Max, if you can’t answer the question, how can you justify government spending. Are you saying the end justifies the means?

    How do you place a value on products born of ill-gotten goods?

    How do you know when just “enough” money has been taken from the people?

  46. Maximillian TresmondNo Gravatar Says:

    Max, if you can’t answer the question, how can you justify government spending. Are you saying the end justifies the means?

    Michael it’s a b.s. question.

  47. James OstrowskiNo Gravatar Says:

    Are there any scientific studies that show the superiority of government over market-sponsored research?

    Liberals have no theory of economic value or costs. If they had one, they would cease to be liberals.

    Instead, the pretend that costs do not exist.

  48. JoeNo Gravatar Says:

    OK, I’ll bite. Why is the question flawed, invalid and b.s. ?

  49. Maximillian TresmondNo Gravatar Says:

    “How do you know when just “enough” money has been taken from the people?”

    It depends on what your intended goals are. As with law, the morality of a particular tax is conditional.

    “How do you place a value on products born of ill-gotten goods?”

    You assume what you need to prove. Nobody but this group believes that taxes are “ill gotten gains”.

  50. JoeNo Gravatar Says:

    It sounds like your saying if a government has the right ‘intended goals’, than some level of mandatory taxation is moral.

    How do we know if an intended goal is right enough to be morally allowable?

    If an intended government goal is morally allowable, do you think there is any maximum amount a government may tax?

    Or perhaps your also saying that a moral level of taxation varies with the intended goal. Like for example if I’m running the government and I declare my intended goal is to build a highway, than I may tax at %20 but not %100?

  51. Maximillian TresmondNo Gravatar Says:

    I don’t agree with the way your framing the question Joe, it’s somewhat deceptive. Taxes may or may not be collected for a single purpose. Federal taxes are used to cover a wide range of programs. In my view, the morality of the decision to spend tax dollars depends on the morality of the program for which the tax dollars are consumed. Taxation like guns, law, etc. isn’t inherently moral or immoral. It’s amoral.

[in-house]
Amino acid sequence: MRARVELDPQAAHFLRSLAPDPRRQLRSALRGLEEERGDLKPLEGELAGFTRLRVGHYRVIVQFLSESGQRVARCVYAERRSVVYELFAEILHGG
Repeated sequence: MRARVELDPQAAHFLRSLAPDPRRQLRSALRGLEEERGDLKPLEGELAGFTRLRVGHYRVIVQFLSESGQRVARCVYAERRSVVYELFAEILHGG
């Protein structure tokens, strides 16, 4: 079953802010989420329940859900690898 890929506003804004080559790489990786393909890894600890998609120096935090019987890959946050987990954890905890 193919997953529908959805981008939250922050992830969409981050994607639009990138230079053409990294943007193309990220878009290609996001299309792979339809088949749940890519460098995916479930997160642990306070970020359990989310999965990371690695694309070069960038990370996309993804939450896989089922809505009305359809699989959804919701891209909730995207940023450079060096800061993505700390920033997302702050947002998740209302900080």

52. Maximillian TresmondNo Gravatar Says:

    “How do we know if an intended goal is right enough to be morally allowable?”

    That depends on your interpretation of morality.

  53. Ray RobertsNo Gravatar Says:

    Max, you’d make a great dictator. You’ve got an excuse for everything. You’ve claimed the word “morality” has no plain English meaning, but is something abstract that can be interpreted in any way you want.

  54. JoeNo Gravatar Says:

    Are there any pro government spending people who believe the state should be limited in any way? Are there any pro government spending people who don’t believe morality is infinitely redefinable? It’s pretty hard not to conclude that the socialist-marxist agenda has completely taken over modern universities. Educated people literally don’t believe in morality anymore, nor any limits whatsoever on government.

    And the response to anyone who disagrees with that is the standard marxist one, use relativism to avoid any logical discussion of morality or economics, and appeal to emotionalism to push ones own agenda for more government spending. In the few weeks I’ve been actively commenting I’ve seen this several times. It’s not something I even wanted to admit, and actually went out of my way to avoid admitting. However the truth is undeniable. It begs the question if it’s a waste of time to try to have a logical discussion about economics, morality or the government with anyone who has indoctrinated by the sates schools. It seems the time of libertarian activists is much better spent reaching out to people who were lucky enough to avoid college.